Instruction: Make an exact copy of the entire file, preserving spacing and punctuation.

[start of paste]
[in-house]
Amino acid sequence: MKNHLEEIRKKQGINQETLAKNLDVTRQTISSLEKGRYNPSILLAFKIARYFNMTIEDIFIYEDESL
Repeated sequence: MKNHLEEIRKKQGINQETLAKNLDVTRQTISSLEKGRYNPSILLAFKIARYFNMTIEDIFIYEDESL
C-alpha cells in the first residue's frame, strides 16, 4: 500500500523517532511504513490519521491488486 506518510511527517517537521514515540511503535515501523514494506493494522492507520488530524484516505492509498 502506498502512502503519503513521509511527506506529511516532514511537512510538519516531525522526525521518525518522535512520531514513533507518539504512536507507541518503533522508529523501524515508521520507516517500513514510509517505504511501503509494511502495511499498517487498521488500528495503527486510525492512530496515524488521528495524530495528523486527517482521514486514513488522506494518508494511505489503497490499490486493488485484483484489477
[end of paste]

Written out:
[in-house]
Amino acid sequence: MKNHLEEIRKKQGINQETLAKNLDVTRQTISSLEKGRYNPSILLAFKIARYFNMTIEDIFIYEDESL
Repeated sequence: MKNHLEEIRKKQGINQETLAKNLDVTRQTISSLEKGRYNPSILLAFKIARYFNMTIEDIFIYEDESL
C-alpha cells in the first residue's frame, strides 16, 4: 500500500523517532511504513490519521491488486 506518510511527517517537521514515540511503535515501523514494506493494522492507520488530524484516505492509498 502506498502512502503519503513521509511527506506529511516532514511537512510538519516531525522526525521518525518522535512520531514513533507518539504512536507507541518503533522508529523501524515508521520507516517500513514510509517505504511501503509494511502495511499498517487498521488500528495503527486510525492512530496515524488521528495524530495528523486527517482521514486514513488522506494518508494511505489503497490499490486493488485484483484489477